The Golden Door

February 13, 2017

“What does love look like? 
It has the hands to help others.
It has the feet to hasten to the poor and needy.
It has eyes to see misery and want.
It has the ears to hear the sighs and sorrows of men.
That is what love looks like.”
~ St. Augustine

One of my favorite movies about the American immigrant story is Golden Door, originally titled Nuovomondo (2006), an Italian film about Sicilian immigrants at the beginning of the 20th century.  It is the story of Salvatore, a poor widowed farmer, who has decided to immigrate to the U.S. with his entire family.  The film illustrates the contrast between the world back home, their difficult journey on the boat to the U.S., and the challenges they face upon their arrival, after which they spend a lengthy quarantine period trying to pass various examinations in order to be admitted to the United States, their destiny solely in the hands of the customs officers at Ellis Island.  I highly recommend watching it, especially if you are of Italian descent.  I was very moved thinking of my own ancestors and their bravery and optimism and ability to risk everything in the name of possibility.  This beautiful film will remind you that the American spirit is not expressed by cowering in fear and closing doors but by the courage of an open heart.  In fact, the word courage, a synonym for bravery, comes from the Latin word for heart, cor.

Therefore, in honor of courage and love, here is the sonnet written in honor of the Statue of Liberty and displayed on a plaque inside its pedestal.  Officially titled, “The Statue of Liberty Enlightening the World” and affectionately known as “Lady Liberty”, the statue (a gift of friendship from the people of France to the United States) was dedicated on October 28, 1886, shortly before the arrival of my own Sicilian ancestors as well as the courageous immigrant ancestors of many native born American citizens of today.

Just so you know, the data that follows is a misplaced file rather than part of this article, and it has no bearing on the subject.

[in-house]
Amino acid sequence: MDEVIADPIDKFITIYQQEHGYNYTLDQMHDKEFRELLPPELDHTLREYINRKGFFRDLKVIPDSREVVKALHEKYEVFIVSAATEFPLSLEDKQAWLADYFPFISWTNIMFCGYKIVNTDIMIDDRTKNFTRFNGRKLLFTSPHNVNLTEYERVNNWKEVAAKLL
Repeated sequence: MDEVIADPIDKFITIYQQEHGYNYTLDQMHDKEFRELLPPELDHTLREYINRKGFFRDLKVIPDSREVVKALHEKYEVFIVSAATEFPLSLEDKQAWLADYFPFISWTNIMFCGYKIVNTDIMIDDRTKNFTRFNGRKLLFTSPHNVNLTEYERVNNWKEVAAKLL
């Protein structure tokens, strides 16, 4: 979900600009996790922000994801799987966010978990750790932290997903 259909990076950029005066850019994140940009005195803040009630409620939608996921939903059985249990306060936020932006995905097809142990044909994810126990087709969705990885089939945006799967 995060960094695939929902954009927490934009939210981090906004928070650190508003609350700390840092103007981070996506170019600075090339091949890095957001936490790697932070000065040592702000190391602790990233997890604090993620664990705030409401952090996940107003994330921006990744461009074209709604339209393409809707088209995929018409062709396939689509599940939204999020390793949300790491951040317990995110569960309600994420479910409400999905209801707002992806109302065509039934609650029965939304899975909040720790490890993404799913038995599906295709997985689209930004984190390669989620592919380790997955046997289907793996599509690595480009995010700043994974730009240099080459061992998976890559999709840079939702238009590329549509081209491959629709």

Let us dedicate ourselves to upholding the spirit and intent of this beautiful poetry and keep as the symbol of our great country a woman who lifts a lamp beside a golden door, and not an angry man in a gold tower.

The New Colossus

Not like the brazen giant of Greek fame,
With conquering limbs astride from land to land;
Here at our sea-washed, sunset gates shall stand
A mighty woman with a torch, whose flame
Is the imprisoned lightning, and her name
Mother of Exiles. From her beacon-hand
Glows world-wide welcome; her mild eyes command
The air-bridged harbor that twin cities frame.
“Keep, ancient lands, your storied pomp!” cries she
With silent lips. “Give me your tired, your poor,
Your huddled masses yearning to breathe free,
The wretched refuse of your teeming shore.
Send these, the homeless, tempest-tost to me,

I lift my lamp beside the golden door!”

Emma Lazarus (November 2, 1883)


Tart cherries already pitted and ready-to-use, quality frozen pie crust that’s almost rolled out for you, a free-form shape and structure that’s meant not to look perfect – what’s not to love about this easy-to-assemble Cherry Crostata?  For a special treat, order some Omena Organics canned organic Montmorency cherries to make this crostata.  Their tart, Michigan-grown Montmorency cherries are some of the best I’ve tasted and they’re organically grown.  If you’re in a hurry, like I was, the Trader Joe’s Morellos in a jar make a tasty substitute.